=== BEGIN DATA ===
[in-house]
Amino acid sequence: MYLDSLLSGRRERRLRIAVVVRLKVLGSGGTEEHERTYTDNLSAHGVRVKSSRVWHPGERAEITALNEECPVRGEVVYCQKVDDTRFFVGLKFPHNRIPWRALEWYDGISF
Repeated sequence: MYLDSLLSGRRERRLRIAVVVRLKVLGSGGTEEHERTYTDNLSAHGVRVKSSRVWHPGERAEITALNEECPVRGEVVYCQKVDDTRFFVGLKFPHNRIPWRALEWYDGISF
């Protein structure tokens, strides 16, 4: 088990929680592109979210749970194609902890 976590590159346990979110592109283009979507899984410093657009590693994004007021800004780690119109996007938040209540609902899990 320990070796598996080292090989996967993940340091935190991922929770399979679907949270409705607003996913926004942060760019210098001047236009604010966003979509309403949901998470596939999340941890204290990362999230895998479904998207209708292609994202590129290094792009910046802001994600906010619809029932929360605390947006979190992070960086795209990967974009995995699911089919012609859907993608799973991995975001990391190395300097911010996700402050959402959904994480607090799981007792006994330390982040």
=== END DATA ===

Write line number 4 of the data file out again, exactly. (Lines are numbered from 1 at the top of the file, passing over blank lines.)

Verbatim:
């Protein structure tokens, strides 16, 4: 088990929680592109979210749970194609902890 976590590159346990979110592109283009979507899984410093657009590693994004007021800004780690119109996007938040209540609902899990 320990070796598996080292090989996967993940340091935190991922929770399979679907949270409705607003996913926004942060760019210098001047236009604010966003979509309403949901998470596939999340941890204290990362999230895998479904998207209708292609994202590129290094792009910046802001994600906010619809029932929360605390947006979190992070960086795209990967974009995995699911089919012609859907993608799973991995975001990391190395300097911010996700402050959402959904994480607090799981007792006994330390982040």